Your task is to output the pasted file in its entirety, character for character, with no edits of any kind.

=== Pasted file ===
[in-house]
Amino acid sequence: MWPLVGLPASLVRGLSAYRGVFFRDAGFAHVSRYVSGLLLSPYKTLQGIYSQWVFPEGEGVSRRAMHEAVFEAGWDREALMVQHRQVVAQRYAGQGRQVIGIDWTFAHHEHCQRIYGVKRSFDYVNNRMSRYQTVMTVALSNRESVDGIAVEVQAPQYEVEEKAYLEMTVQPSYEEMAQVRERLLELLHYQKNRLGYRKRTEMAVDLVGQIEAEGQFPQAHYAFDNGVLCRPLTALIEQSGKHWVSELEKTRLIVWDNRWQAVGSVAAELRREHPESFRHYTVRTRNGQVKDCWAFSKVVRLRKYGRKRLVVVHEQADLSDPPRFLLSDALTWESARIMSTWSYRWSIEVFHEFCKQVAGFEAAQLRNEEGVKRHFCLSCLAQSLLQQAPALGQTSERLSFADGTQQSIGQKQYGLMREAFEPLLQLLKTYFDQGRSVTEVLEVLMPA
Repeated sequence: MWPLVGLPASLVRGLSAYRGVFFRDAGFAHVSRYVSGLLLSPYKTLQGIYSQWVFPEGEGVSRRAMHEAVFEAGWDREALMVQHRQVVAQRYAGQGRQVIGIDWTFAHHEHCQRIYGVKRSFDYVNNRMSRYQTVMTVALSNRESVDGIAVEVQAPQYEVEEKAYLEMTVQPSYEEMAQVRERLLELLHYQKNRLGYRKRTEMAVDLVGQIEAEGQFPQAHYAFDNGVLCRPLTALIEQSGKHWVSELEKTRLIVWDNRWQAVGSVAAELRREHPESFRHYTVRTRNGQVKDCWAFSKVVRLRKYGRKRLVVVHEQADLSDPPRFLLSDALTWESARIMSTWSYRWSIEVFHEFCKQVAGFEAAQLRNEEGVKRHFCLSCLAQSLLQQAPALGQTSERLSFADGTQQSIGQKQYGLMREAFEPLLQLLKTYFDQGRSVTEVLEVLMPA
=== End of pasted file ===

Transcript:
[in-house]
Amino acid sequence: MWPLVGLPASLVRGLSAYRGVFFRDAGFAHVSRYVSGLLLSPYKTLQGIYSQWVFPEGEGVSRRAMHEAVFEAGWDREALMVQHRQVVAQRYAGQGRQVIGIDWTFAHHEHCQRIYGVKRSFDYVNNRMSRYQTVMTVALSNRESVDGIAVEVQAPQYEVEEKAYLEMTVQPSYEEMAQVRERLLELLHYQKNRLGYRKRTEMAVDLVGQIEAEGQFPQAHYAFDNGVLCRPLTALIEQSGKHWVSELEKTRLIVWDNRWQAVGSVAAELRREHPESFRHYTVRTRNGQVKDCWAFSKVVRLRKYGRKRLVVVHEQADLSDPPRFLLSDALTWESARIMSTWSYRWSIEVFHEFCKQVAGFEAAQLRNEEGVKRHFCLSCLAQSLLQQAPALGQTSERLSFADGTQQSIGQKQYGLMREAFEPLLQLLKTYFDQGRSVTEVLEVLMPA
Repeated sequence: MWPLVGLPASLVRGLSAYRGVFFRDAGFAHVSRYVSGLLLSPYKTLQGIYSQWVFPEGEGVSRRAMHEAVFEAGWDREALMVQHRQVVAQRYAGQGRQVIGIDWTFAHHEHCQRIYGVKRSFDYVNNRMSRYQTVMTVALSNRESVDGIAVEVQAPQYEVEEKAYLEMTVQPSYEEMAQVRERLLELLHYQKNRLGYRKRTEMAVDLVGQIEAEGQFPQAHYAFDNGVLCRPLTALIEQSGKHWVSELEKTRLIVWDNRWQAVGSVAAELRREHPESFRHYTVRTRNGQVKDCWAFSKVVRLRKYGRKRLVVVHEQADLSDPPRFLLSDALTWESARIMSTWSYRWSIEVFHEFCKQVAGFEAAQLRNEEGVKRHFCLSCLAQSLLQQAPALGQTSERLSFADGTQQSIGQKQYGLMREAFEPLLQLLKTYFDQGRSVTEVLEVLMPA